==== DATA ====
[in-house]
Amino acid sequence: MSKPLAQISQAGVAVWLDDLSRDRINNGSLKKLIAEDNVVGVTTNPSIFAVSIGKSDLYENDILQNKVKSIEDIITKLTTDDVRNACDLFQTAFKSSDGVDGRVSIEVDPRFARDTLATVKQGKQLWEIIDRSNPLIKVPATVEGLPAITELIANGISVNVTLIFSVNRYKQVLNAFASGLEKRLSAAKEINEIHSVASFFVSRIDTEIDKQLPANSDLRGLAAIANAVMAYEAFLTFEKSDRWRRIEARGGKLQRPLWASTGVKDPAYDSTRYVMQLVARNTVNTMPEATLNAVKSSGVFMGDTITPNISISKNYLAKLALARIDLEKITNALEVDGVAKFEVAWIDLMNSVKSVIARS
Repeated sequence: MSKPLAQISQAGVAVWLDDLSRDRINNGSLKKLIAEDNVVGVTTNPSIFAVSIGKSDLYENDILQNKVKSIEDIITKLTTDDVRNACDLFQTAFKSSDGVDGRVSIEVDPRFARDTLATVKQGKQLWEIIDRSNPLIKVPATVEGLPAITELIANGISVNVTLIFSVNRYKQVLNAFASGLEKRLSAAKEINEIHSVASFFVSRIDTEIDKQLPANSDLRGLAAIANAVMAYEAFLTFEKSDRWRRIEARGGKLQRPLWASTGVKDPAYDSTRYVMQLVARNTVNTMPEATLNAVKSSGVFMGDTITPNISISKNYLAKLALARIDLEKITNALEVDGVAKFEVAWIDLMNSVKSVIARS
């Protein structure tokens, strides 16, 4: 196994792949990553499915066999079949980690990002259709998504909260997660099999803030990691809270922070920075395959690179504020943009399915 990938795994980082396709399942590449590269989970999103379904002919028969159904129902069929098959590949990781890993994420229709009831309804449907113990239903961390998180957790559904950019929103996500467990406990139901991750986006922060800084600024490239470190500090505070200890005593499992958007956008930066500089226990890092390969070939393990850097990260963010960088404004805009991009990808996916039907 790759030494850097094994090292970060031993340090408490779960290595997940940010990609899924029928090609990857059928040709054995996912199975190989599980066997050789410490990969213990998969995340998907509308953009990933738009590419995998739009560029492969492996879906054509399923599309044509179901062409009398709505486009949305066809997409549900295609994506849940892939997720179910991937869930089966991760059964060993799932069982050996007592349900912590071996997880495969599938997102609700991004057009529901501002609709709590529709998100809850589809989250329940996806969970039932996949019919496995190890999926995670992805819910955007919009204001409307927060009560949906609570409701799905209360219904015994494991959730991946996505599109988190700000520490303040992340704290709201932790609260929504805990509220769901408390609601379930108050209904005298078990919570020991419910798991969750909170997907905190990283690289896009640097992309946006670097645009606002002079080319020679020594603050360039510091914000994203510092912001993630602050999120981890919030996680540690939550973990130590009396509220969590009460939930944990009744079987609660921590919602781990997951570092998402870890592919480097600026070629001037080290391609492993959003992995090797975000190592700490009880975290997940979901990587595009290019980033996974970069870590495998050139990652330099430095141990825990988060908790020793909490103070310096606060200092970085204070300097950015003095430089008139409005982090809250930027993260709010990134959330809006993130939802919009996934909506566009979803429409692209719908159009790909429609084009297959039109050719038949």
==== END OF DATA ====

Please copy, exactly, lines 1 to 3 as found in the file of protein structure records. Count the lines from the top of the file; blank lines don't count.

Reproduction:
[in-house]
Amino acid sequence: MSKPLAQISQAGVAVWLDDLSRDRINNGSLKKLIAEDNVVGVTTNPSIFAVSIGKSDLYENDILQNKVKSIEDIITKLTTDDVRNACDLFQTAFKSSDGVDGRVSIEVDPRFARDTLATVKQGKQLWEIIDRSNPLIKVPATVEGLPAITELIANGISVNVTLIFSVNRYKQVLNAFASGLEKRLSAAKEINEIHSVASFFVSRIDTEIDKQLPANSDLRGLAAIANAVMAYEAFLTFEKSDRWRRIEARGGKLQRPLWASTGVKDPAYDSTRYVMQLVARNTVNTMPEATLNAVKSSGVFMGDTITPNISISKNYLAKLALARIDLEKITNALEVDGVAKFEVAWIDLMNSVKSVIARS
Repeated sequence: MSKPLAQISQAGVAVWLDDLSRDRINNGSLKKLIAEDNVVGVTTNPSIFAVSIGKSDLYENDILQNKVKSIEDIITKLTTDDVRNACDLFQTAFKSSDGVDGRVSIEVDPRFARDTLATVKQGKQLWEIIDRSNPLIKVPATVEGLPAITELIANGISVNVTLIFSVNRYKQVLNAFASGLEKRLSAAKEINEIHSVASFFVSRIDTEIDKQLPANSDLRGLAAIANAVMAYEAFLTFEKSDRWRRIEARGGKLQRPLWASTGVKDPAYDSTRYVMQLVARNTVNTMPEATLNAVKSSGVFMGDTITPNISISKNYLAKLALARIDLEKITNALEVDGVAKFEVAWIDLMNSVKSVIARS